Needless to say, people leaped at this opportunity.

You need an 8K resolution monitor just to see who the heck you’re about to pick

M.U.G.E.N uses C for all of its scripting, so anyone with the art assets and a little bit of coding knowledge can put whoever they want in the game, complete with their own unique fighting mechanics and gimmicks. People began by recreating characters from all different fighting games and porting them over to M.U.G.E.N so they could all face each other (while keeping whatever mechanics they had from their original games intact) for the first time ever, but why stop there? At this point, virtually every character in pop culture has been recreated as a fighter in M.U.G.E.N, not to mention countless original characters as well. There are multiple databases online where these characters are uploaded, and you can pick and choose which ones you want to download into your own game to play with, resulting in a near-infinite number of possible mashups… Most of them completely ridiculous.

Tragedy struck when Ronald McDonald misunderstood what they meant by combos and tried to offer Link a Big Mac with fries and a Coke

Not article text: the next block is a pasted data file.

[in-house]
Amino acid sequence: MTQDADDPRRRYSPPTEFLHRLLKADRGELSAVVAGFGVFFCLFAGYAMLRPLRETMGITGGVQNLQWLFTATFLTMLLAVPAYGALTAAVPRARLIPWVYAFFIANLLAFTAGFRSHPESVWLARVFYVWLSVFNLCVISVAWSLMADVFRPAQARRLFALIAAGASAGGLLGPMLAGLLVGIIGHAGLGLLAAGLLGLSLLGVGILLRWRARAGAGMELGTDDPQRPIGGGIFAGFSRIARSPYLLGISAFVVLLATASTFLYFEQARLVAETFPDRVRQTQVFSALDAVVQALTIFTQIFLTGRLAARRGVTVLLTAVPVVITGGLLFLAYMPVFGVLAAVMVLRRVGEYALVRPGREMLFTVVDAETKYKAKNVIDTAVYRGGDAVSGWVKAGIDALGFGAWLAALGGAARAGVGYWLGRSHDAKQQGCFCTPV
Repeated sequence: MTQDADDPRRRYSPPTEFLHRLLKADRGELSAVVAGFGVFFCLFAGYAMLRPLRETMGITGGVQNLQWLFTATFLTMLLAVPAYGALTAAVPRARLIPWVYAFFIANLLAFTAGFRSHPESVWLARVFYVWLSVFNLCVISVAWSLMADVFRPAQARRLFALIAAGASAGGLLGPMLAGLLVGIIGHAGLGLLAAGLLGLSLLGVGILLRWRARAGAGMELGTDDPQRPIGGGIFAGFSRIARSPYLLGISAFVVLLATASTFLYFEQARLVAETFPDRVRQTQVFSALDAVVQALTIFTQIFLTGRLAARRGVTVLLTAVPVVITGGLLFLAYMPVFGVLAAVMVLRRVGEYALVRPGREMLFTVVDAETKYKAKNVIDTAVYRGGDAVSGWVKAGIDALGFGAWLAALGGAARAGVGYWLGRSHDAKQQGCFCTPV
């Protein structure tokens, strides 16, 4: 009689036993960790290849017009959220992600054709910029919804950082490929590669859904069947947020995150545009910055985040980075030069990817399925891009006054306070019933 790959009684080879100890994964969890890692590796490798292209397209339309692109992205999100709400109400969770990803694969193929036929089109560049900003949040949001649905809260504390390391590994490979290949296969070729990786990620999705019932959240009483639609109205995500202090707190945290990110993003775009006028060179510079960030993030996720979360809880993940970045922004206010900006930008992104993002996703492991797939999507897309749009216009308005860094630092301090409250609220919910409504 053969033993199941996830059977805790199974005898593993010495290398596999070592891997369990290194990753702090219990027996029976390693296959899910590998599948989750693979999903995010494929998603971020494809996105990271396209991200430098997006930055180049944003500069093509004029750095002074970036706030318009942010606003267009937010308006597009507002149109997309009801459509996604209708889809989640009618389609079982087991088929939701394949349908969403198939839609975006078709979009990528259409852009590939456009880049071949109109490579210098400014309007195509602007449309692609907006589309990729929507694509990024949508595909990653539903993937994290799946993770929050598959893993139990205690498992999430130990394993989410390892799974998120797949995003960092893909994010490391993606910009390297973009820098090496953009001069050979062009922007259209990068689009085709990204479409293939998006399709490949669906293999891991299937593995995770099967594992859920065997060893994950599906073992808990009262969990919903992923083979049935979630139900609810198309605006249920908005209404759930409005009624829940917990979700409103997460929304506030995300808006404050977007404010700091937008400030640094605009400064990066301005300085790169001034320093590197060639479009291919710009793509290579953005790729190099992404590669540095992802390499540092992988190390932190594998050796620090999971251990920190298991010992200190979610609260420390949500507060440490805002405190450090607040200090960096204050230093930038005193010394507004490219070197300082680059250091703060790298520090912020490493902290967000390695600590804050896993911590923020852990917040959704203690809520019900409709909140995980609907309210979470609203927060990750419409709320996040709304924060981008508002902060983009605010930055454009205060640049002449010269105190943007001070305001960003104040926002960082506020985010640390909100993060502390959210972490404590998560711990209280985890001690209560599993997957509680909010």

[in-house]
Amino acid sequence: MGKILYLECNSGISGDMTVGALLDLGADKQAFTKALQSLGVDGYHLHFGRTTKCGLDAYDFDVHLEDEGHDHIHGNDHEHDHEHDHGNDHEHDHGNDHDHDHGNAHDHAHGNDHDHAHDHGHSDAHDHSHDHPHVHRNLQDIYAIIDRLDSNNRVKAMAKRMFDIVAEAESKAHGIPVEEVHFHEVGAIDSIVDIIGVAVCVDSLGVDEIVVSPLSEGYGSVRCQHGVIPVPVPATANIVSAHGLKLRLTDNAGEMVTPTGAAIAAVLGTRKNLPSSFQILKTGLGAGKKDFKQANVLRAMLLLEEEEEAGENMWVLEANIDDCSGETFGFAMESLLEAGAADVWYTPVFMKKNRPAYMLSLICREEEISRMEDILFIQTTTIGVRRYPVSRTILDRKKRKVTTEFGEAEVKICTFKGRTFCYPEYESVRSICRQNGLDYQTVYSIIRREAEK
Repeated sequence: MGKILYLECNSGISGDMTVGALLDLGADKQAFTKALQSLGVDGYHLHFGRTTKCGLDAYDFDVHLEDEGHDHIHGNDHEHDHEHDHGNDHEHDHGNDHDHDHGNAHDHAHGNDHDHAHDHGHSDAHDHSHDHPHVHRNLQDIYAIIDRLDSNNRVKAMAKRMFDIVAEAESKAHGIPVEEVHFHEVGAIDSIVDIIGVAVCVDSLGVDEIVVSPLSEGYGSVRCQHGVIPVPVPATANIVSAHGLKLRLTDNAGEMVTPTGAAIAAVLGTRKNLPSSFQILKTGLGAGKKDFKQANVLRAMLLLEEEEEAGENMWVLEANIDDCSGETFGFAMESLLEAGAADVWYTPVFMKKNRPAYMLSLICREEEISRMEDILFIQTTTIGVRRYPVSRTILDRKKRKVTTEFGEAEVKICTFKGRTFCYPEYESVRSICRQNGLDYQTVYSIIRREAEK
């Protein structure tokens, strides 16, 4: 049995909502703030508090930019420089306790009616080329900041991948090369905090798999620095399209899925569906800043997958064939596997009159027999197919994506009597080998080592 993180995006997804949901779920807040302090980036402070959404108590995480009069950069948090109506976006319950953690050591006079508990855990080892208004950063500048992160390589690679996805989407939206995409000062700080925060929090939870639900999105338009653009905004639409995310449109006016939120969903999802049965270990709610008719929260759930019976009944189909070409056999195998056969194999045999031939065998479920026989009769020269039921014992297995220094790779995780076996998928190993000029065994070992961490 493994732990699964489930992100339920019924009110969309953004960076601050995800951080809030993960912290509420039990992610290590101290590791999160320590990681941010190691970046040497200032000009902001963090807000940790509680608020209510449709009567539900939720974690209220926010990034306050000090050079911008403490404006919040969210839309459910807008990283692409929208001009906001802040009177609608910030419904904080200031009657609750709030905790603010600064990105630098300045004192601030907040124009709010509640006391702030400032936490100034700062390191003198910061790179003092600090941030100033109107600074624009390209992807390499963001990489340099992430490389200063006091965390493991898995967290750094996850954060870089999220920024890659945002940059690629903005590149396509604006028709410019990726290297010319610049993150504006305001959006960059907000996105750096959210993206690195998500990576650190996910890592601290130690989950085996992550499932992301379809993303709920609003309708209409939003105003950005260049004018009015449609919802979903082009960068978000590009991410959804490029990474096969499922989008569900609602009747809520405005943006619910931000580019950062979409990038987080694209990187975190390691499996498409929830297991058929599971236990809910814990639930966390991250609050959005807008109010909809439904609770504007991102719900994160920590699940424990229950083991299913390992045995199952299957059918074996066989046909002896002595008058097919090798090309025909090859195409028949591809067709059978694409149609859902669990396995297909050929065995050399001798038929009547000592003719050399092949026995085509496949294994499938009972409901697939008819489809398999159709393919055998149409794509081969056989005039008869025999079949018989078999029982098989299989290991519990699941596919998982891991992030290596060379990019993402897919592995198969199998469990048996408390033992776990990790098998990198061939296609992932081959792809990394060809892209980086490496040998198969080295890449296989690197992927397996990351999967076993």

M.U.G.E.N is unique among Game Making Tools due the framework it provides – You can go through all the steps of creating a game (design, art, programming, testing, etc.) condensed into a single fighter. This makes the software perfect for people looking for bite-sized design exercises that don’t require a massive commitment of time or resources just to reach a playable state. Unfortunately, while the M.U.G.E.N community is still alive and kicking today, the software itself hasn’t been updated in years, with the original site hosting having gone offline long ago. Thankfully, it’s still possible to download it if you know where to look, so if you ever wanted to finally settle the classic argument of who would win in a fight between Agent Scully and Hermey the Dentist Elf, you know what to do!

… Wait, that’s just us who had that debate? Man, maybe our office culture is weirder than we thought…

In Conclusion…

Game Making Tools sacrifice a simplified interface in favor of giving users far more control over the details of what they create, often with very impressive results. Whether you’re just tinkering with a personal project or are planning your first commercial release, software like this is the perfect place to start. Come back next week as we shift gears and enter the weird and wild world of mods!